An emergency is a situation where a patient's life is at risk - if this is the case call 999.
Staff in the Emergency Department assess and treat people with serious injuries and those in need of emergency treatment (blue light emergencies). The department is sometimes referred to as ‘casualty’ or A&E.
All serious cases that require an emergency ambulance with a ‘blue light’ in the East Lancashire area are brought to the Emergency Department at the Royal Blackburn Teaching Hospital (emergency cases involving severe injury/illness).
The North West Air Ambulance can land on a purpose-built helipad outside the Emergency Department at the Royal Blackburn Teaching Hospital. Air ambulance crews can treat seriously ill patients at the scene of accidents and fly them to the hospital’s dedicated emergency department in just minutes.
The Emergency Department and the 999 ambulance service should only be used in life-threatening or critical situations. You should only call 999 for an ambulance in a real emergency. The Emergency Department can get very busy and you may have to wait a long time to be seen if you are not in immediate danger.
The Department of Emergency Medicine is made up of 5 separate dedicated facilities as following:
- Emergency Department (Royal Blackburn Hospital)
- Urgent Care Centre (Royal Blackburn Teaching Hospital)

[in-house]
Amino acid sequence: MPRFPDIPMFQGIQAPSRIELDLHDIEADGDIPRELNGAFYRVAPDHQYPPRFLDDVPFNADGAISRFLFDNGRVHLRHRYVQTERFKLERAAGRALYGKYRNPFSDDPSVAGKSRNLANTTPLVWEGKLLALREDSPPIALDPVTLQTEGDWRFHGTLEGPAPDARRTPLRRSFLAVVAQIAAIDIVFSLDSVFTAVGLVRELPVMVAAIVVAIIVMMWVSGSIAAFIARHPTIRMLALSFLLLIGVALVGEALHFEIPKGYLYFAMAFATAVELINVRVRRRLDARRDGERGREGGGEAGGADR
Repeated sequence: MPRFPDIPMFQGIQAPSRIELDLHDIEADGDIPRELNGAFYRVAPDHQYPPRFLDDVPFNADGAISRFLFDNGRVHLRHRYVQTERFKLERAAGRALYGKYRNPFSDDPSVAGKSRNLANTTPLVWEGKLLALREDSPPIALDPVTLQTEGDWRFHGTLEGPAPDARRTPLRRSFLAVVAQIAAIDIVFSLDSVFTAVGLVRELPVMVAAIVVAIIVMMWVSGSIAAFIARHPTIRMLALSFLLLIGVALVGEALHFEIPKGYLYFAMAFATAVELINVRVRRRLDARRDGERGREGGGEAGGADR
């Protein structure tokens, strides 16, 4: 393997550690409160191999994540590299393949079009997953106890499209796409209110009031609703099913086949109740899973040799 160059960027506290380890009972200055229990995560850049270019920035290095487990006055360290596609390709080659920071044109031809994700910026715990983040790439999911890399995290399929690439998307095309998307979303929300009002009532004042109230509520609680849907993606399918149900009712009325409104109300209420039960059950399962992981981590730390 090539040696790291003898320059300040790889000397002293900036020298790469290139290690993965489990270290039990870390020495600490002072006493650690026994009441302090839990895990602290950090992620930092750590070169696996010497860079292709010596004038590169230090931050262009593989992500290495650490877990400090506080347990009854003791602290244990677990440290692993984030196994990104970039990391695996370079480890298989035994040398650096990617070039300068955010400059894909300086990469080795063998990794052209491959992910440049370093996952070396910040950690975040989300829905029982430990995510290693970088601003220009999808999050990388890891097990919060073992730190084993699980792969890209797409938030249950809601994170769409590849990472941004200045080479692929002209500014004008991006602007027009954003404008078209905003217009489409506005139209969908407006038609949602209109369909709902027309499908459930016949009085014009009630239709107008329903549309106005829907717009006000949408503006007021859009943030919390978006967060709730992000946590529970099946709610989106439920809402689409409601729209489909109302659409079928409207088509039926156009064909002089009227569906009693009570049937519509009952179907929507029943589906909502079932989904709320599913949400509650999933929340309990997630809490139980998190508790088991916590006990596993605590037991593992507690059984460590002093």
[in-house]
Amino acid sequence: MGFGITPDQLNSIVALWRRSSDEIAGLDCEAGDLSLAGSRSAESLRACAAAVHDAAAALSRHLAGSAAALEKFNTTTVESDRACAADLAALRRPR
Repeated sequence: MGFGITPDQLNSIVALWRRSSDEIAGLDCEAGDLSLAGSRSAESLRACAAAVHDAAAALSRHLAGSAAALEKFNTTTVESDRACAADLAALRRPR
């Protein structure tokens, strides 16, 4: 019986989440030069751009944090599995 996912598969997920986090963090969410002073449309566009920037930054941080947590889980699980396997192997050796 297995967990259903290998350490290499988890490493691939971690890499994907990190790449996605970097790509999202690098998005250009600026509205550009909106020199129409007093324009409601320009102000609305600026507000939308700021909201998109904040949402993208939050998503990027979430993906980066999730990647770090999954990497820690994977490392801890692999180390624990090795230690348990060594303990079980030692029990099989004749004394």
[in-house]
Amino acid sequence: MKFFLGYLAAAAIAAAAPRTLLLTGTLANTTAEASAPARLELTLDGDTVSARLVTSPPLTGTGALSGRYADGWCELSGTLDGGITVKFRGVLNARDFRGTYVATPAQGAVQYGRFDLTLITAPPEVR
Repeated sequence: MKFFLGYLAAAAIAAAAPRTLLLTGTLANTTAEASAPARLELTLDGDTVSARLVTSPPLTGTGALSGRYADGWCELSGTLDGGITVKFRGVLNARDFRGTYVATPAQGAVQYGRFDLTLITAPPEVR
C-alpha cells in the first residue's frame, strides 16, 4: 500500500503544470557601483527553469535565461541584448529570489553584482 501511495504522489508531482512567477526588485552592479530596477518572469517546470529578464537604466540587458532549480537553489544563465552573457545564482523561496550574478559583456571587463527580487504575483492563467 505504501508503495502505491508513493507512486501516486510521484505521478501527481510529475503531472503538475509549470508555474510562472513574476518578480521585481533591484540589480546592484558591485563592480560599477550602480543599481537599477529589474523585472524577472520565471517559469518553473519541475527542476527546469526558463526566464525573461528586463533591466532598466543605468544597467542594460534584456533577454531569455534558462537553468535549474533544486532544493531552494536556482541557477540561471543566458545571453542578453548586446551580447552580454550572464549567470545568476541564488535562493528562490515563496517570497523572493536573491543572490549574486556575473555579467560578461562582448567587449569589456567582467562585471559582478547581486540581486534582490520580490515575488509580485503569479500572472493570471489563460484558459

- Urgent Care Centre (Burnley General Teaching Hospital)
- Minor Injuries Unit (Accrington Victoria Hospital)
- Minor Injuries Unit (Rossendale Health Centre)
In some circumstances, Accident and Emergency (A&E) may not be the most appropriate place to receive treatment. If you become unwell make sure you choose the right healthcare service to receive treatment.
If someone is injured, or seriously ill and and their life is at risk - Call 999.
Medical emergencies can include:
- loss of consciousness
- an acute confused state
- fits that are not stopping
- persistent, severe chest pain
- breathing difficulties
- severe bleeding that cannot be stopped
- severe allergic reactions
- severe burns or scalds
Call 999 immediately if you or someone else is having a heart attack or stroke. Every second counts with these conditions. Also call 999 if you think someone has had a major trauma. Major trauma is often the result of a serious road traffic accident, a stabbing, a shooting, a fall from height, or a serious head injury.
The ambulance will take you to the most appropriate hospital for your condition. This could be the Emergency Department at the Royal Blackburn Hospital.
Alternatives to Accident and Emergency Services (A&E)
In some circumstances, Accident and Emergency (A&E) may not be the most appropriate place to receive treatment. If you become unwell make sure you choose the right healthcare service to receive treatment: